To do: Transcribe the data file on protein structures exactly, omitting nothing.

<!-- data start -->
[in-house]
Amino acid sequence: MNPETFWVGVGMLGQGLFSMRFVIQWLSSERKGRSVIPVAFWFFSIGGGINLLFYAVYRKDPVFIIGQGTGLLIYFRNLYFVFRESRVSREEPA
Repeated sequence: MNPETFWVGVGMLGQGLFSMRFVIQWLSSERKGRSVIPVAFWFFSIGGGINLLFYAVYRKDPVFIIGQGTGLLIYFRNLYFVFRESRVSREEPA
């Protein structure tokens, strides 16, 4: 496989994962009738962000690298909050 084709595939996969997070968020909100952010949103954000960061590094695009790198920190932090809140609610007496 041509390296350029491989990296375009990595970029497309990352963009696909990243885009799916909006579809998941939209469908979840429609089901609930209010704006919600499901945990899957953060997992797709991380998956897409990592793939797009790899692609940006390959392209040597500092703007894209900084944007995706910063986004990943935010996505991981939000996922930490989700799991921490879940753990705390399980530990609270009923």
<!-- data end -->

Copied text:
[in-house]
Amino acid sequence: MNPETFWVGVGMLGQGLFSMRFVIQWLSSERKGRSVIPVAFWFFSIGGGINLLFYAVYRKDPVFIIGQGTGLLIYFRNLYFVFRESRVSREEPA
Repeated sequence: MNPETFWVGVGMLGQGLFSMRFVIQWLSSERKGRSVIPVAFWFFSIGGGINLLFYAVYRKDPVFIIGQGTGLLIYFRNLYFVFRESRVSREEPA
């Protein structure tokens, strides 16, 4: 496989994962009738962000690298909050 084709595939996969997070968020909100952010949103954000960061590094695009790198920190932090809140609610007496 041509390296350029491989990296375009990595970029497309990352963009696909990243885009799916909006579809998941939209469908979840429609089901609930209010704006919600499901945990899957953060997992797709991380998956897409990592793939797009790899692609940006390959392209040597500092703007894209900084944007995706910063986004990943935010996505991981939000996922930490989700799991921490879940753990705390399980530990609270009923």